This address includes a brief history of Reality Therapy, and explains that it is based on control theory and that it is applied to both counseling and managing clients. Case examples are used to show that it is composed of two major components: Creating the counseling environment and the procedures that lead to change.
Topical Panel 10 from the Evolution of Psychotherapy 1990 - Therapeutic Uses of Humor
Featuring Arnold Lazarus, PhD; Miriam Polster, PhD; Carl Whitaker, MD; Cloe Madanes, Lic Psychol.
Moderated by Michael Yapko, PhD.
Topical Panel 11 from the Evolution of Psychotherapy 1990 - Transference / Countertransference
Featuring Alexander Lowen, MD; James Masterson, MD; Rollo May, PhD; and Erving Polster, PhD.
Moderated by Ruth McClendon, MSW.
Topical Panel 12 from the Evolution of Psychotherapy 1990 - Therapy and Social Control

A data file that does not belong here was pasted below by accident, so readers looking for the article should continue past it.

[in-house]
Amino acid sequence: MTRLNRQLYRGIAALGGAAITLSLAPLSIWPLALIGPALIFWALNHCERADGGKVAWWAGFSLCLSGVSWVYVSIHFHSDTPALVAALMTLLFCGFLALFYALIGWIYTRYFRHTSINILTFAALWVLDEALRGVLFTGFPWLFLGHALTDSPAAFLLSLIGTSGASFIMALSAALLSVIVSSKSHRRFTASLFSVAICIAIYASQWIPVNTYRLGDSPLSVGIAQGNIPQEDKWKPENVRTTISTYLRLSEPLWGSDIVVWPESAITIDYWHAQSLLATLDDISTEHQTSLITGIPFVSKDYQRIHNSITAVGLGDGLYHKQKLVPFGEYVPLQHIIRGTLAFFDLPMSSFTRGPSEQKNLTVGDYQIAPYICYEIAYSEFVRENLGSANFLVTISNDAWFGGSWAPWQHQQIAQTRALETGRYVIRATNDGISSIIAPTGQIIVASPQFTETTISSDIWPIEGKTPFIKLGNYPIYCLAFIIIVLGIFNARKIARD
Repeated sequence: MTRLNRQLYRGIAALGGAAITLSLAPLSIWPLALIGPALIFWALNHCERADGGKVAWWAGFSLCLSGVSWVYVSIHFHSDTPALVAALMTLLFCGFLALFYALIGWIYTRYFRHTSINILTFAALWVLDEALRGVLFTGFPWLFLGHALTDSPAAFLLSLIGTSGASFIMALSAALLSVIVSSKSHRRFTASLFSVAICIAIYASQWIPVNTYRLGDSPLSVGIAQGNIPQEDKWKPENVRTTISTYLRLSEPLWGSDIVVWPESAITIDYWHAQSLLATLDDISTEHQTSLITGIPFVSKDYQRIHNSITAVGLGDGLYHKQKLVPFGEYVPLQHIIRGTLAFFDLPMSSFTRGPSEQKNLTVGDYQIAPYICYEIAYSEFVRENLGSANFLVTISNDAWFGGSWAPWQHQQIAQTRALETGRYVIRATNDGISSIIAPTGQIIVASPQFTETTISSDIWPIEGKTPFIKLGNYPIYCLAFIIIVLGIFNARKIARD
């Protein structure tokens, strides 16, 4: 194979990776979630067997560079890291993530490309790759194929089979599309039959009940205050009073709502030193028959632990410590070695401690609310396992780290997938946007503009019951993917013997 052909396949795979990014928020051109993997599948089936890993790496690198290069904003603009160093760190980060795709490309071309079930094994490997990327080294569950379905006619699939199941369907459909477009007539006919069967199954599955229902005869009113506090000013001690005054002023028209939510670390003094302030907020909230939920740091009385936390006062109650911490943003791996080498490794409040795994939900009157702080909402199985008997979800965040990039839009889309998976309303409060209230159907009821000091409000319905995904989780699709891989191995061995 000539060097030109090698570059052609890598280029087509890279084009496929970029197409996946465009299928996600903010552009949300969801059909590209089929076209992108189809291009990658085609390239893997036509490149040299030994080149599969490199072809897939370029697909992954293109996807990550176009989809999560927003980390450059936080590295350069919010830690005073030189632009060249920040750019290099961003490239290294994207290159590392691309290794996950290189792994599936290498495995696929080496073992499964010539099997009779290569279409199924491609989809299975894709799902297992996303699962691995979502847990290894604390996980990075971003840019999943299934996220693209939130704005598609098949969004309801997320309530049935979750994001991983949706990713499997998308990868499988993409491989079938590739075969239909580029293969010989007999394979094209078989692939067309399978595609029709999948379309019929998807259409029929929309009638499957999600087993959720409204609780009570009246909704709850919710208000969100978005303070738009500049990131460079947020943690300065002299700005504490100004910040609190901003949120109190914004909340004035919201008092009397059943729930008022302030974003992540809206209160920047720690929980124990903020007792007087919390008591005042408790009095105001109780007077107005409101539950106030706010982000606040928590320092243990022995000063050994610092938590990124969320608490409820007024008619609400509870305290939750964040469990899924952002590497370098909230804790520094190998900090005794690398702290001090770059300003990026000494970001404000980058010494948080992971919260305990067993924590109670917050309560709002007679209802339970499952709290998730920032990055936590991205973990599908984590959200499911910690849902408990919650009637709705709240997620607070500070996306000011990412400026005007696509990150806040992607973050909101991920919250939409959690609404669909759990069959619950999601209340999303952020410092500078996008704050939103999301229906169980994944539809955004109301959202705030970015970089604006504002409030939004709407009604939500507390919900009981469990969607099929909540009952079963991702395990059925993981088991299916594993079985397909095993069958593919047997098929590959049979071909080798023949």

Featuring Mary Goulding, MSW; Jay Haley, MA; Salvador Minuchin, MD; and Thomas Szasz, MD.
Moderated by Stephen Gilligan, PhD.
Dialgoue 10 from the Evolution of Psychotherapy 1990 - Trialogue: The Contributions of Milton H Erickson, featuring Jay Haley, MA, Ernest Rossi, PhD, and Jeffrey Zeig, PhD.
Moderated by Camillo Loriedo, MD.
The evaluation is the single most important clinical task of therapists who work with sexual problems. That is because accurate assessment is the key to successful treatment, and many unnecessary therapy failures can be traced to inadequate evaluation procedures and to the failure of the therapist to elicit pertinent information. Traditional psychological and psychiatric examinations, which emphasize the childhood roots of sexual problems are not adequate for evaluating sexual disorders. Dr. Kaplan will demonstrate her method of evaluation, which focuses on the patient's or couple's current sexual behavior and experience. This, together with historic information, provides the information required for understanding the dynamics of the dysfunction and for formulating a rational treatment plan.
Dr. Szasz will present a brief historical review of drug controls in the United States; a critical analysis of the transformation of the trade in drugs from a free market at the beginning of the century to a tightly statist system of controls today; and a market-oriented analysis of the "drug problem."